Tuesday, May 28, 2019

On This Day - the Chicks Drop Two

Today, we continue our "On This Day" review of the Milwaukee Chicks' championship year. It was exactly seventy-five years ago, in 1944, when the women had just started the AAGPBL season.

They played their games at Borchert Field, when the Brewers were on the road. They opened the season on May 27, 1944, dropping the first game to the South Bend Blue Sox 5-4 in ten innings. Afterwards, Milwaukee centerfielder referred to a double-header scheduled the next day when she said "Wait until tomorrow, we're going to take both games."

This is how the Milwaukee Journal covered that double-header. In this case, the women got pretty good coverage, with a large photo on the first page of the sports section.

And what a photo it was!

The Schnits gang up for a putout in the ninth inning of Sunday's second game at Borchert field in the All-American Girls' Professional Ball League. Three Milwaukee players are shown participating in a rundown play which caught Charlotte Armstrong, South Bend pitcher, between second and third base. Left to right: Vivian Anderson, third base; Miss Armstrong; Alma Zeigler, second base; Emily Stevenson, catcher. South Bend won both games, 9-3 and 13-0.
That's absolutely stunning. Unfortunately, we have very few first-generation photos of this club, so most of the time we'll have to make do with these microfiche reproductions of newspaper prints. Even twice-filtered, this is an amazing visual composition. The dynamic motion is matched only by the expressions of joy on the players' faces.

Vivian Anderson is notable for being one of only two Milwaukeeans to play for their hometown club, and the only one on the roster at the this point in the season. Alma "Ziggy" Zeigler was a pitcher and infielder who we'll be talking about as the season goes on; she went on to have an eleven-year career with the Chicks, starting with the first year in Milwaukee. Catcher Emily Stevenson wasn't as fortunate; she played only one season in the league, making appearances in thirty-two of the team's 117 games. She had the lucky "13" uniform, in Otis Shepard's bold sans-serif numbers.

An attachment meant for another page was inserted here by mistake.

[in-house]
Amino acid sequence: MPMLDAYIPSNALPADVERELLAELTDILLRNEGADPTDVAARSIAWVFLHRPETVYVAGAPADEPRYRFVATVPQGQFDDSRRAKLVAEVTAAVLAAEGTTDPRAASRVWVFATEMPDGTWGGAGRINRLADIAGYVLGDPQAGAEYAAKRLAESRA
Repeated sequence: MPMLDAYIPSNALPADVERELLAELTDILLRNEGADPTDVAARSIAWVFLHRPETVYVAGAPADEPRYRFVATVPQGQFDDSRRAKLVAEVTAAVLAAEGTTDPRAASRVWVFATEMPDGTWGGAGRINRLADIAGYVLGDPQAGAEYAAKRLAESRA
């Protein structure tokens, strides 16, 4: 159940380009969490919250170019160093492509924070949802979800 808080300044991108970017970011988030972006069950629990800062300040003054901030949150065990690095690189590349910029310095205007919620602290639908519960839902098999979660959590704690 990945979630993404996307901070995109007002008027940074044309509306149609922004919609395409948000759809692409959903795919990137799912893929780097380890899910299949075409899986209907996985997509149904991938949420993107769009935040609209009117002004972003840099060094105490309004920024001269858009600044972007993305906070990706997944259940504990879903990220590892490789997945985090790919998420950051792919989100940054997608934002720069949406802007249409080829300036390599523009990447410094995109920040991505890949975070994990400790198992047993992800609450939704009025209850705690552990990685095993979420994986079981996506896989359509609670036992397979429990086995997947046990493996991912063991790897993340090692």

In addition to the amazing photo, the Journal gives us box scores for the two games.

In the first game, the Chicks took a 2-0 lead into the fourth inning. They hadn't gotten a hit, but had scrambled their way to that lead thanks to a combination of walks and South Bend errors. And then it all unraveled in the top of the fourth. Pitcher Josephine Kabich got herself in trouble loading the bases with Blue Sox before hurling a wild pitch that brought two of them home. An error charged to shortstop Betty "Whitey" Whiting let two more score, and with the bases loaded again a throwing error from centerfielder Thelma “Tiby” Eisen cleared them all. Eight runs in the fourth for the visitors, all of them unearned. The Chicks would plate another in their half of the inning before surrendering a ninth run in the top of the sixth to end the game 9-3.

The second game was even more embarrassing. The Milwaukeeans managed eleven hits but couldn't bring any of them home, while the South Bend Blue Sox brought 13 runs across the plate, including a home run from their shortstop Dorothy Schroeder. Schroeder was notable for being the only woman to play all twelve years of the All-American League's existence.

Not great results for the Milwaukee women. Three games, three losses. The Chicks' 1944 campaign was getting off to a rough start.

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